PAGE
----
As the country strives for 100 per cent literacy, some young volunteer teachers are setting an example by entering government schools not only to provide quality education but also to address challenges faced by girls in accessing education
 
Illustration: Ratna Sagar Shrestha/THT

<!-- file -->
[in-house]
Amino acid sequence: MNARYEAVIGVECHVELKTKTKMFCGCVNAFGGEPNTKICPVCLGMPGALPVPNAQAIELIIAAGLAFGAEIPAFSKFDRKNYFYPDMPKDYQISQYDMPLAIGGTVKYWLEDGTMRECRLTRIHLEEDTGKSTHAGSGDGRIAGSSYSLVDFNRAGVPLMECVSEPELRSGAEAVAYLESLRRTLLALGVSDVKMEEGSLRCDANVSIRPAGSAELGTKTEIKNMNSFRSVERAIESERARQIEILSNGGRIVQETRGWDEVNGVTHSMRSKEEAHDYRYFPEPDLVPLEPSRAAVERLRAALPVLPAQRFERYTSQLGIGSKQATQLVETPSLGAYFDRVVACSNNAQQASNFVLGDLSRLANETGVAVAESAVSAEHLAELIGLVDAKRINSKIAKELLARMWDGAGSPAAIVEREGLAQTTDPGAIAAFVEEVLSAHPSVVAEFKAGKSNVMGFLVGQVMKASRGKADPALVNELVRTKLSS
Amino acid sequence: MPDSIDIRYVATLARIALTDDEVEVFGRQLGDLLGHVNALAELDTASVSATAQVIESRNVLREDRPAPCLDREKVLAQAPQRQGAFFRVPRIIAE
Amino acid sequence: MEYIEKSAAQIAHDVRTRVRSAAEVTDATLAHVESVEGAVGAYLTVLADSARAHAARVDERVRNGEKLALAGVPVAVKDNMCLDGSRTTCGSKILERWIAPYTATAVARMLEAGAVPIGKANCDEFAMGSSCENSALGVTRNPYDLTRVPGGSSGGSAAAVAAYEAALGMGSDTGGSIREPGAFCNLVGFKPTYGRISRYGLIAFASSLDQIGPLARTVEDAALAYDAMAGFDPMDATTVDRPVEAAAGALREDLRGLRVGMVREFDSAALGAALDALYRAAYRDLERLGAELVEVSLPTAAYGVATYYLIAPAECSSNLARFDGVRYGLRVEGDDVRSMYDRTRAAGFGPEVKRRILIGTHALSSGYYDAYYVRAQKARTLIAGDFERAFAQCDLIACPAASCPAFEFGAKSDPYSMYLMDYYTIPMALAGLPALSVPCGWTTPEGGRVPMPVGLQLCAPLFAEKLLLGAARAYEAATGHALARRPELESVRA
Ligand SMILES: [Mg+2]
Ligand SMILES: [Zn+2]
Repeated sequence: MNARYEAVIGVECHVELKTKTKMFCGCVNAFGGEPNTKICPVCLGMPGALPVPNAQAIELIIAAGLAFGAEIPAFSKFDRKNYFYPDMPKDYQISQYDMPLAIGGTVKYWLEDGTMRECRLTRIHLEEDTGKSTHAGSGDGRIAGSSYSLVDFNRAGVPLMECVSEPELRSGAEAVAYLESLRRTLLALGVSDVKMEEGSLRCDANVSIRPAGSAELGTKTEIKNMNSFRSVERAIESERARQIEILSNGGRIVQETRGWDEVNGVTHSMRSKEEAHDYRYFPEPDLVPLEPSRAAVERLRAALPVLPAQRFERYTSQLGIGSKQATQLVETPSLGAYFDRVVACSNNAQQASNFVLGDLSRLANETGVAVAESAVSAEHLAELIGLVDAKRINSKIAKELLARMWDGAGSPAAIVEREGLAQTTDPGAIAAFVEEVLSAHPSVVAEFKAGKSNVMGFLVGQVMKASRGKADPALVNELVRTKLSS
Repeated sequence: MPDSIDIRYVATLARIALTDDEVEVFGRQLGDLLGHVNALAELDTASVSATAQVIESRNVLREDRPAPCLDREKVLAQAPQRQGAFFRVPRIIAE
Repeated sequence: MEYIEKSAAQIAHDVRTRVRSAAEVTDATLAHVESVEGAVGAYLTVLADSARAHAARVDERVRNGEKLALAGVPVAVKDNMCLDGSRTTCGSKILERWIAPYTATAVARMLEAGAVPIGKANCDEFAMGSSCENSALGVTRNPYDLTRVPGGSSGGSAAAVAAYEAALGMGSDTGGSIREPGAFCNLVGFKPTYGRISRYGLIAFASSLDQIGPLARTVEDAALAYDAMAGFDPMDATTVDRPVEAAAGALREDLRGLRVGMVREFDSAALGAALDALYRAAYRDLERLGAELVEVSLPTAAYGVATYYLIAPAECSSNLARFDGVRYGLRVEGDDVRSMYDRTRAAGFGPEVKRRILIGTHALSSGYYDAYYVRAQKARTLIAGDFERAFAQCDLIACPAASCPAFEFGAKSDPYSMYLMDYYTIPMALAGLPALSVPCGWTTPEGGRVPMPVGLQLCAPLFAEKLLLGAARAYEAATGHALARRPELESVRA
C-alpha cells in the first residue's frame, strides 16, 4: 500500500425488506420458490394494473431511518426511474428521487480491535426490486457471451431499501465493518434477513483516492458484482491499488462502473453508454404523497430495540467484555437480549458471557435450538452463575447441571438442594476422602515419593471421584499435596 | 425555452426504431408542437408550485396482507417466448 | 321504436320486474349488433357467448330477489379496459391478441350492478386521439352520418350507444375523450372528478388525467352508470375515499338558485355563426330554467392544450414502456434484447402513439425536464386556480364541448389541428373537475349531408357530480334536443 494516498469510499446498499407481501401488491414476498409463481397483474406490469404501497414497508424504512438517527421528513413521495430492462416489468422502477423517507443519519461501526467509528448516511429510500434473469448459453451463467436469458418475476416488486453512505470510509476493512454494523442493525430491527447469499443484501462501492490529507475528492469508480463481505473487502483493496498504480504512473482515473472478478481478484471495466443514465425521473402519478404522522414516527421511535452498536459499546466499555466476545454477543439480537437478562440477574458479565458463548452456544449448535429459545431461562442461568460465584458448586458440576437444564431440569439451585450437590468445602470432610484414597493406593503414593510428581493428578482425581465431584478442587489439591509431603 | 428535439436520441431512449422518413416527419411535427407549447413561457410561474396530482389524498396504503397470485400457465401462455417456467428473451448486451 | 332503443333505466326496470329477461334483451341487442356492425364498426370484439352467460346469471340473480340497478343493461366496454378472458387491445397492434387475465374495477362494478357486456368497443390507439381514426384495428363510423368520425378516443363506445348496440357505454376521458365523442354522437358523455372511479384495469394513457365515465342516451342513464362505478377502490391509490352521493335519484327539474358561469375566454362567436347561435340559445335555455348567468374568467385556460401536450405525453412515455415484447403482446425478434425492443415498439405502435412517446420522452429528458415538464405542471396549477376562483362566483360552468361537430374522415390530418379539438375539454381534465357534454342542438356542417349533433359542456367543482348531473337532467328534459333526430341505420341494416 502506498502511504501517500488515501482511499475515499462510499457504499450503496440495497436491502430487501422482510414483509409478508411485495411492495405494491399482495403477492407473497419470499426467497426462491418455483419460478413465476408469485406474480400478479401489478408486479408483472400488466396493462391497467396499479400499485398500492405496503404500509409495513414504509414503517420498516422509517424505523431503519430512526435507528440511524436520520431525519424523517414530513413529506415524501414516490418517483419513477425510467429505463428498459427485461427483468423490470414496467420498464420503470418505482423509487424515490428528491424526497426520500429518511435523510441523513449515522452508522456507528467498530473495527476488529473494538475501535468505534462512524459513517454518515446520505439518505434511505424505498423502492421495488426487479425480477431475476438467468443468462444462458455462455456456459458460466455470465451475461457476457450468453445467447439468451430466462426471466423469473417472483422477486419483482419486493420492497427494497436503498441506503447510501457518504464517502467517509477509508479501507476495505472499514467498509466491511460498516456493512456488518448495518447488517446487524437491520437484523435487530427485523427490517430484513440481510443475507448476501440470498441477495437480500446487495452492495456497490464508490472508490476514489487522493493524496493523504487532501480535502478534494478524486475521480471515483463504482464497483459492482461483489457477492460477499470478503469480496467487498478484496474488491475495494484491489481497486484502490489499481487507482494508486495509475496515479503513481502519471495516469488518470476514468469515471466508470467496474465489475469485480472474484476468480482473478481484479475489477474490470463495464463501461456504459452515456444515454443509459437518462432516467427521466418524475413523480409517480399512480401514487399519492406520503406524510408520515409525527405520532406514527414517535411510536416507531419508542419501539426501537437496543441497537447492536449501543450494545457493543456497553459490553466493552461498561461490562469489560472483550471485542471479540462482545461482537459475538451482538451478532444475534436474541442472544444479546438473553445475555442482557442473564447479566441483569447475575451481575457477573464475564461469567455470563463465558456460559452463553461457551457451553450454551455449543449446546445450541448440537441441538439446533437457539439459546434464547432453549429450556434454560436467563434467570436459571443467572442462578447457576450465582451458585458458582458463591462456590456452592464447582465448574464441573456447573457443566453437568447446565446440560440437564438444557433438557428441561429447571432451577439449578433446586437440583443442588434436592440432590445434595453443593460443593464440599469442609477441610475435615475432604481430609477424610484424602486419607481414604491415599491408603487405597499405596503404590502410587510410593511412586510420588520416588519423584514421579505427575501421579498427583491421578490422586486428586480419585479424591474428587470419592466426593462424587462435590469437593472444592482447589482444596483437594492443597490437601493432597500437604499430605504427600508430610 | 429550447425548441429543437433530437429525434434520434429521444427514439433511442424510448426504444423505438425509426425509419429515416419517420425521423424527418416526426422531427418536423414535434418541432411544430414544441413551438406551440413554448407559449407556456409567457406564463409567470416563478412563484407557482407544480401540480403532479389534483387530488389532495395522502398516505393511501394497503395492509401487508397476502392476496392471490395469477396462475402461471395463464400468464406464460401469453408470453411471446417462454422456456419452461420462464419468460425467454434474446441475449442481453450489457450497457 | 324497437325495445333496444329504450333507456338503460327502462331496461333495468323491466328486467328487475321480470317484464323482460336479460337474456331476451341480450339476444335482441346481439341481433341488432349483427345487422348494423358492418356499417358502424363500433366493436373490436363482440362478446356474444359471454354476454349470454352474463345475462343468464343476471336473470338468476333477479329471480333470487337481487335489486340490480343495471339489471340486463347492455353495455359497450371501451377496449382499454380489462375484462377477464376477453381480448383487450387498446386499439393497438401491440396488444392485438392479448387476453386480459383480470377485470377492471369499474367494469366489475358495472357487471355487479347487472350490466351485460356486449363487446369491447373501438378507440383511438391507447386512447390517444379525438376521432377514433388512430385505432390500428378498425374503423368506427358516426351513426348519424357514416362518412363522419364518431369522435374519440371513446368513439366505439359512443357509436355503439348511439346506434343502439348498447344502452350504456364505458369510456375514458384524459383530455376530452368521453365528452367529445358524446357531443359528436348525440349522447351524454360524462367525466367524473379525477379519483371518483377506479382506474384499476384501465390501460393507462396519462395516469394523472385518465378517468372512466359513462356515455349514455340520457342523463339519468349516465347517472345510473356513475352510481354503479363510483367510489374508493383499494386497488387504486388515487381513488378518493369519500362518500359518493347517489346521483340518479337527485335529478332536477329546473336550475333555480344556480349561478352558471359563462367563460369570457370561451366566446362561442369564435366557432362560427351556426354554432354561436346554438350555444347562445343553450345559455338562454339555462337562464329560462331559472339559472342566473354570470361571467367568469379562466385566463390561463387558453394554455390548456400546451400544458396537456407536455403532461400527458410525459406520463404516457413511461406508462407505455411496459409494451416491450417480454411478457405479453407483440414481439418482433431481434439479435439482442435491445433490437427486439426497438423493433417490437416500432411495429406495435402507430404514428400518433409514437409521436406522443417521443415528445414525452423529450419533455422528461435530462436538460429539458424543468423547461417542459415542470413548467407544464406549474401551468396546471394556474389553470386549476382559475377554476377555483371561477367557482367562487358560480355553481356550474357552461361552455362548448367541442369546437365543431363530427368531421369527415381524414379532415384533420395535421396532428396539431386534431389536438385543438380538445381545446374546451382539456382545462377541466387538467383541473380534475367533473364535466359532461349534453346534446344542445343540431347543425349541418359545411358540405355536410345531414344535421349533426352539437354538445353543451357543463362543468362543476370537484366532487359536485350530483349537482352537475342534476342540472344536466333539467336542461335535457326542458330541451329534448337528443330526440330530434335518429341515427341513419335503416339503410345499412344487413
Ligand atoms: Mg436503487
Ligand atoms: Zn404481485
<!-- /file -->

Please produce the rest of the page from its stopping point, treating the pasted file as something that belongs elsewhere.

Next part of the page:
Government of Nepal has set the goal of having 100 per cent literacy by 2020. In the entire population of the country, the most disadvantaged group has been the female population. As of 2014, only 62 per cent of young women with primary education and between 15 and 24 years of age were considered literate. Because of patriarchal practices, most of our rural communities still bar young girls from attending schools. Although female literacy has improved to 95 per cent in urban areas, literacy rate among young rural women is still struggling — at 82 per cent.   Besides that, factors such as child marriage, menstruation, girls’ trafficking and lack of legal advising on accessible education are also hindering female education in Nepal. With all these existing problems, the goals of having 100 per cent literacy and complete students’ enrolment have become questionable. Nevertheless, self-empowered, young, and outstanding volunteer teachers are entering government schools recently not only to provide quality education but also to address the above-mentioned challenges with a more integrated approach to education. In Sindhupalchok district, such youths have been volunteering through an organisation for four years as part of a movement to end educational inequity and injustice. Their practice and dedication demonstrate the true essence of the Sustainable Development Goal 4 — “Education”. At present, 37 of such young teachers are volunteering at 17 different government schools in Sindhupalchok. In Pachpokhari Thangpal Rural Municipality, the effectiveness of their work is becoming very conspicuous as both boys and girls are getting together to stop child marriage of their female friends at several occasions. Though child marriage has been illegal in Nepal since 1963, the practice is still rife in some communities. Early marriage not only robs children of their childhood but also poses serious health risks, especially to girls. Marriage at an early age also means children, particularly girls, are deprived of their fundamental right to get education. Similarly, at a school in Manekharka of the same municipality, these volunteer teachers have counselled students about menstrual hygiene. Menstruation is a major barrier to girls’ education. Female students often skip school and lack proper sanitation materials when they are menstruating. Then there is lack of awareness about menstruation among some people due to which menstruating girls often do not want to come out of homes. And even if some girl students try to attend schools during their period, they find it difficult to remain at school for the lack of proper toilet and water. Lack of sanitary pads on most of the occasions keeps menstruating girls away from school. Therefore, these volunteer teachers have been working with students — both boys and girls — to come up with a proper sanitary pad. They even invited people from other organisations to demonstrate ways to make such pads locally using easily available resources. These students do not only promote such sanitary pads in their communities but also take part in exhibitions and sell those pads to benefit financially. In Giranchaur, two volunteers took a really ambitious step to stop girls’ trafficking. Often, relatives take young school-going children, preferably girls, to India for child labour. When a girl student was absent for many days in a row, these volunteers were suspicious. With assistance from the school, they communicated with an organisation, working against child trafficking. Finally, they were able to stop the child at a Nepal-India border. Their action has become a source of inspiration for others in the school and the community. Volunteers have also initiated legal advocacy against child trafficking and early marriage through street dramas in Terse, Sindhupalchok. They believe that people become more aware when they are informed about the legal aspects of a problem and its consequences. So, why do we need to focus so much on female students? Education no doubt is the most powerful investment for our future. But educating girls has more powerful implications in family, society, community and the nation. Education empowers girls, gives them freedom to make decisions and plays a crucial role in reducing gender inequality. While child marriage is identified as the biggest obstacle to girls’ participation in school, educating girls can immensely help in ending child marriage. It has been observed that 89.4 per cent of mothers with higher education would like their child to attend at least eight grades compared to 81.2 per cent of mother with no education. Hence, educating a girl child is more important given the fact that she has to face all the challenges mentioned above and is at the higher risk of dropping out of school. After all, she will be a mother herself some day and will have a primary responsibility of educating her own child. The current practices, at government schools, often misses this point and that is where young and energetic volunteer teachers have been leaving their marks. It is evident that they have a better understanding of the fact — the teaching-learning process can be impactful only when it is more inclusive and more equitable.